Tuesday, June 15, 2010

Designs - Making them Your Own


There was a discussion last week at the Paper Clipping Roundtable about project design and design teams. It reminded me of how I scrapbook and some of the basic things about scrapbooking that I, personally find important. First let me tell you a story about my first tole painting class in 1986. I paid for the class then purchased all the supplies the instructor had listed. A wood surface, brushes, paints, sandpaper, etc. The project was a certain piece of wood, which I didn't like so I substituted it with something else, with a similar surface area. The designs were in traditional Bavarian colors of red, blue, yellow, green and white. My (if it got finished) project would go in the kitchen and these colors didn't work with my color scheme at all, so again, I substituted with colors that worked for me. Ta da! Now I was ready to go to class. I learned how to prepare a wood surface, how to base coat, create an even border around the edge of my wood piece, how to make strokes with the different types of brushes, blend colors and how to seal wood so it would last forever. Now THAT was why I took the class. It was my first and last. From there I practiced what I had been taught and loved every minute. The instructor was actually teaching how to create this specific project, but I was learning all the tips and techniques to go out and create my own projects. And this is what I try to show when I create any kind of a project whether it's for a book, magazine, or the TV show. You may have noticed that I always include the following, or similar statement at the end of my project instructions:
"When choosing papers for your layout/project, look for colors and styles that complement your photograph and personal style.

There's a saying - "give a man a fish and he'll have a meal for one evening; teach a man to fish and he can eat for the rest of his life." I'm paraphrasing, but you get my drift. This is the principle I apply to all kinds of crafts, including scrapbooking. Here are the basics which are important to me about scrapbook page layouts and any other projects featuring photos:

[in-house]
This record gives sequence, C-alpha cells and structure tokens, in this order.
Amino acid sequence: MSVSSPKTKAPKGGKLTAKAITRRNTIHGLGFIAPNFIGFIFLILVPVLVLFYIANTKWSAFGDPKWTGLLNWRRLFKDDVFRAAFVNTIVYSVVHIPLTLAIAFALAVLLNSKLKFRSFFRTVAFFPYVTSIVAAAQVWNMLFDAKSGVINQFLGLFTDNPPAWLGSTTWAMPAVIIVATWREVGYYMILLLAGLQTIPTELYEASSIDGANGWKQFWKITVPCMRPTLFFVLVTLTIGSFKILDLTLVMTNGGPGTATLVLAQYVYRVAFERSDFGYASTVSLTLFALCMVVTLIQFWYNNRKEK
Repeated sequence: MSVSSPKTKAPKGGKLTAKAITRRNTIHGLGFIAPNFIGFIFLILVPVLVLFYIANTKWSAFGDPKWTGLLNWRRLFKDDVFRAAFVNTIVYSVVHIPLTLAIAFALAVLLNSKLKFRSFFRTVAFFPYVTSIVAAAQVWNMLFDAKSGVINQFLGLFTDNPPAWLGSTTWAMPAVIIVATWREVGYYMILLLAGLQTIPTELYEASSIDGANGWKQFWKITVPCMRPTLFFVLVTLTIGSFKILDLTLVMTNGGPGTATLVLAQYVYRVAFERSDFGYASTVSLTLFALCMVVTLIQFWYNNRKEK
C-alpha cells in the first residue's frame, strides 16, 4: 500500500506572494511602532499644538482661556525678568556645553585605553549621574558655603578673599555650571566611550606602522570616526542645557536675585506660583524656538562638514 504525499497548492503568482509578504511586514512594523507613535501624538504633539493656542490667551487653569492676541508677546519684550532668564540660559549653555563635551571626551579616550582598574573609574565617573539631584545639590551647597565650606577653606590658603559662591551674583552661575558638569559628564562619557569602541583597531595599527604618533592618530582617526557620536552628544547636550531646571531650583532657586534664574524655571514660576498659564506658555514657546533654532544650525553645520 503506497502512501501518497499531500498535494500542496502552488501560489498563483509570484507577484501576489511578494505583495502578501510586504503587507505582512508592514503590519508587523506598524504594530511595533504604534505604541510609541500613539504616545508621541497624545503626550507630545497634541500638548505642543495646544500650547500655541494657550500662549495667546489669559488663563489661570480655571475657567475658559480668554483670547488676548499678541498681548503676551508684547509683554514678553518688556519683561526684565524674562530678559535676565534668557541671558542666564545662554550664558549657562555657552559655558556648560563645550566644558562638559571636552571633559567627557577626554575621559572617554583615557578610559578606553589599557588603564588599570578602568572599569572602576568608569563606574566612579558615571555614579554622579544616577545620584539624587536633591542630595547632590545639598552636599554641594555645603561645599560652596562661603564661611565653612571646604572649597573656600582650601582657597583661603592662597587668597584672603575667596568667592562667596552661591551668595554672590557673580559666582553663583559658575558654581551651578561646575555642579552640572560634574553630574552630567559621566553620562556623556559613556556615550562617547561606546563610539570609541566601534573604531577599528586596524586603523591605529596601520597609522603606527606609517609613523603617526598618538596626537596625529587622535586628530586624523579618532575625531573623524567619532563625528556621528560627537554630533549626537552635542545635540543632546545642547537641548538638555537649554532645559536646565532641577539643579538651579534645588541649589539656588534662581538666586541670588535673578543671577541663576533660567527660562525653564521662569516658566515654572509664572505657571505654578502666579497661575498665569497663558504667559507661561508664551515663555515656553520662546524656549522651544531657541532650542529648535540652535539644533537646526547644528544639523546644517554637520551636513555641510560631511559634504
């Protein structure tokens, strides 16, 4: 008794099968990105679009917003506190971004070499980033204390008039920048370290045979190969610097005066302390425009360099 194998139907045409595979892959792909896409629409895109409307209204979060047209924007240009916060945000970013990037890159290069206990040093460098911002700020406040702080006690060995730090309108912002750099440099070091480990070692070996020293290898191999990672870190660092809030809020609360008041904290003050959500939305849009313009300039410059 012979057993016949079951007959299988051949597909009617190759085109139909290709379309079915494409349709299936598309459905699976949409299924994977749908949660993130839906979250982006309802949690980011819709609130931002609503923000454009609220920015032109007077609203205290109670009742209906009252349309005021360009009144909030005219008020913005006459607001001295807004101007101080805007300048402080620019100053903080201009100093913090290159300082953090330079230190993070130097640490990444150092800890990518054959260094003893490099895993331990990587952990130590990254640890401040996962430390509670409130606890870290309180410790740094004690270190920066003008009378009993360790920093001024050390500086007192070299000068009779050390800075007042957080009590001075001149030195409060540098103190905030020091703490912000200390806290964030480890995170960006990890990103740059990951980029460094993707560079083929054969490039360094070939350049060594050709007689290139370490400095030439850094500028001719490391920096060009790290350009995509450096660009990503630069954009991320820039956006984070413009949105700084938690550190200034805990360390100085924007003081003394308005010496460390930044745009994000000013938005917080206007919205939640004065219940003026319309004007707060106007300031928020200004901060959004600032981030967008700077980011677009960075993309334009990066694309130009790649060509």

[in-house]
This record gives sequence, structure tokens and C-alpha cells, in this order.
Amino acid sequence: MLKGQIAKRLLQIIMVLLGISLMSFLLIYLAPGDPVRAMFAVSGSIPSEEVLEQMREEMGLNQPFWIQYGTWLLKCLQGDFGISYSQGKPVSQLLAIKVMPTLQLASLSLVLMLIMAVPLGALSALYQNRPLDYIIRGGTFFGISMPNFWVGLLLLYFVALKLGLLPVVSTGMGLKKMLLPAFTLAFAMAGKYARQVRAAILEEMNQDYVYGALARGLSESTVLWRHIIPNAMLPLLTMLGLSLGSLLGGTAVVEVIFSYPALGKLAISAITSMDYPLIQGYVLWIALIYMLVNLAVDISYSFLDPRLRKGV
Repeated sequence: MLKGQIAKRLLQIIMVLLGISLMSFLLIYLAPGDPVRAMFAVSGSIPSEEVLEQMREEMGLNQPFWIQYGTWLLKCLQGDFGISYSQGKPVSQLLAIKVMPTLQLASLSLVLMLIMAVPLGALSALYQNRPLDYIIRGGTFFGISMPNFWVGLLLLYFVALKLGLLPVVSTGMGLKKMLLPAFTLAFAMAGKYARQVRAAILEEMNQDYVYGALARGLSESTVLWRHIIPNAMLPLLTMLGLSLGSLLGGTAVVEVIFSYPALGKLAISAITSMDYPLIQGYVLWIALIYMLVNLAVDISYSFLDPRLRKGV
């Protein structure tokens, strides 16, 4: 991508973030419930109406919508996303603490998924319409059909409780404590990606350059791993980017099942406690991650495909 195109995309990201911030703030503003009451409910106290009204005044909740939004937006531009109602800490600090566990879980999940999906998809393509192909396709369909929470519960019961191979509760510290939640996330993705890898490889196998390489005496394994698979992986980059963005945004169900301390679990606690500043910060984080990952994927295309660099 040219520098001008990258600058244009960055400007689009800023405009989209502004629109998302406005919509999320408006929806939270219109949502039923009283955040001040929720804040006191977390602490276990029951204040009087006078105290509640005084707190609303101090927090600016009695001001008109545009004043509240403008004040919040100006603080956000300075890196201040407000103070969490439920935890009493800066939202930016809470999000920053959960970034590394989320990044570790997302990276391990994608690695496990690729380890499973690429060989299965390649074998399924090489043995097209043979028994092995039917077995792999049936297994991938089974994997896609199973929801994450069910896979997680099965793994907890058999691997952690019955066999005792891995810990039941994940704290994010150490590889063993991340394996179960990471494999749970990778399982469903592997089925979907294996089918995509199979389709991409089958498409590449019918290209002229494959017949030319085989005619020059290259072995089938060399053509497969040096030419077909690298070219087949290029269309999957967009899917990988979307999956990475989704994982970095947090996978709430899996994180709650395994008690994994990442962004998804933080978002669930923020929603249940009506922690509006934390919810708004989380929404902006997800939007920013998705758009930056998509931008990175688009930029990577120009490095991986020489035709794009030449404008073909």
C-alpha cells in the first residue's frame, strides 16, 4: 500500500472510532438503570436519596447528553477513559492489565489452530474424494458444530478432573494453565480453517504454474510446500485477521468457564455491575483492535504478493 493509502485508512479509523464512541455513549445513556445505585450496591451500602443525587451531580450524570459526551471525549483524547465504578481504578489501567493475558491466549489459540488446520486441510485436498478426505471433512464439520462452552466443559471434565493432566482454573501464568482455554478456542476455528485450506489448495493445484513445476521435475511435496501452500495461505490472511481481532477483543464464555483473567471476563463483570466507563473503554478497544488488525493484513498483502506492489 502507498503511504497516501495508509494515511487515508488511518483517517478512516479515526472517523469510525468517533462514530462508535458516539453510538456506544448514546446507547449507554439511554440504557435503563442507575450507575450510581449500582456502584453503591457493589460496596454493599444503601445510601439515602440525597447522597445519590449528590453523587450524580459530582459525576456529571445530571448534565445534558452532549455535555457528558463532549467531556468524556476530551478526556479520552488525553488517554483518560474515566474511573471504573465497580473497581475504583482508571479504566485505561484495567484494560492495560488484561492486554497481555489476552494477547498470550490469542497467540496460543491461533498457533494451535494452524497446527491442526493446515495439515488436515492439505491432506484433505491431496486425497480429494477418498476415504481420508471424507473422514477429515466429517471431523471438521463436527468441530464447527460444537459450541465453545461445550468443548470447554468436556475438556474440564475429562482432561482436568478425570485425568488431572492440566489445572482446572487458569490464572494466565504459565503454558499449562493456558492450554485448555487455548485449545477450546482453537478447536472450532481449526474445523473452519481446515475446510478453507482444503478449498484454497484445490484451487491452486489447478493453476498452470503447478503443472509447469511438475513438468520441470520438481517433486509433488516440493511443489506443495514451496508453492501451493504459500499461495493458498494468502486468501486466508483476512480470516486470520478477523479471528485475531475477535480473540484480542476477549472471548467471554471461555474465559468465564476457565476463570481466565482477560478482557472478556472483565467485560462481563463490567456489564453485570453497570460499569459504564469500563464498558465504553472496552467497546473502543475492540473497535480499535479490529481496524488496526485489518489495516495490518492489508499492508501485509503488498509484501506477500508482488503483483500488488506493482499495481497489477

1. It's all about the photograph!
Lime green may be the hottest, trendiest color on the market, but, to be honest, I don't care. I always pick colors that will enhance my photograph.



The techniques featured here were using a photo mat as a frame and coloring the mat by pressing square stamp pads (in 3 complementary colors) around the sides.

2. The photograph is the focal point.
There are some wonderful, wonderful paper designs available for scrapbooking and I admit, I've bought my fair share. Some of them would look great as wallpaper - in fact I think some of them were wallpaper in a past life, but I digress. I use most of these beautiful papers for journal covers, home dec items, or pieces of them to accent a scrapbook page, but they are rarely used as background paper - I don't want anything to detract from my photo. It's like buying a new dress. When you walk into a room, you would like people to say, "doesn't she look wonderful" and not "look at that beautiful dress".

3. Other people's pages are not mine.
Other people's scrapbook pages are very inspirational and many of them works of art. I love looking at them and appreciate the talented designers who create them. Bear in mind that many of them are created by Design Team members solely to showcase a manufacturer's product, but they are "eye candy" for the soul. I just love the projects that Julie Fei Fan Balzer and Tim Holtz create. They are both very "artsy" designers and my favourite magazine is Somerset, which is full of "artsy" projects. I could never in a million years come up with some of the projects seen there - I'm a simple soul, but they do inspire me. Let's put it this way, I can really, really like other people's projects without wanting to do something like that myself. So, when all said and done, take inspiration from many different sources. Cut out ideas and layouts that you like and keep them in a scrapbook for reference, but remember that your page is all about your photo. You will eventually develop a style of your own that is timeless, which in turn will give your albums the cohesiveness they truly deserve. Let the pages tell your story as you tell theirs.

Here is one of my favorite layouts I created for a magazine using a friend's photograph of her granddaughter. The subject of the magazine article was "Spirelli" which is my favorite technique. It's nothing more than creating embellishments with a form of string art, so the layout was to illustrate how Spirelli embellishments can be used on a page.



4. Mat your photograph.
I almost always mat my photographs with a solid color of cardstock. I feel it helps them to stand out against any kind of background.

5. Keep it Simple. You'll have much more fun!

Yours truly,
Julie :)

No comments:

Post a Comment

Post a Comment